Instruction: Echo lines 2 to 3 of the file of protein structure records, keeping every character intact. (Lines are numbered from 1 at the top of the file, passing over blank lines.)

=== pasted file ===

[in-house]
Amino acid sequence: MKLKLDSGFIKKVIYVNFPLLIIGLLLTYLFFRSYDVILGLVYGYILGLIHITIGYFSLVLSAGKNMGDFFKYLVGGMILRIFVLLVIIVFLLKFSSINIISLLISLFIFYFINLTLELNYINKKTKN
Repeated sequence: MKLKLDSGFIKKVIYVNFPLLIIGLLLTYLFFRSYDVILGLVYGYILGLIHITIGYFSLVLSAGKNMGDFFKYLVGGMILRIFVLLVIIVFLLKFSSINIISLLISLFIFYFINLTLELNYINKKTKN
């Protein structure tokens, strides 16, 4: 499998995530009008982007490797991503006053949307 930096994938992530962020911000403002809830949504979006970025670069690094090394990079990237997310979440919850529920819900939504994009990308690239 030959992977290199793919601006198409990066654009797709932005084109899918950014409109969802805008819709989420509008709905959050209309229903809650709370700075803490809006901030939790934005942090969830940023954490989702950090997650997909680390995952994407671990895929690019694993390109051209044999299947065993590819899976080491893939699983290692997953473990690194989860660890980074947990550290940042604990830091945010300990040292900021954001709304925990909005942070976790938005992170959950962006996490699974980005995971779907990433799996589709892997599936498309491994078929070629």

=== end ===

Amino acid sequence: MKLKLDSGFIKKVIYVNFPLLIIGLLLTYLFFRSYDVILGLVYGYILGLIHITIGYFSLVLSAGKNMGDFFKYLVGGMILRIFVLLVIIVFLLKFSSINIISLLISLFIFYFINLTLELNYINKKTKN
Repeated sequence: MKLKLDSGFIKKVIYVNFPLLIIGLLLTYLFFRSYDVILGLVYGYILGLIHITIGYFSLVLSAGKNMGDFFKYLVGGMILRIFVLLVIIVFLLKFSSINIISLLISLFIFYFINLTLELNYINKKTKN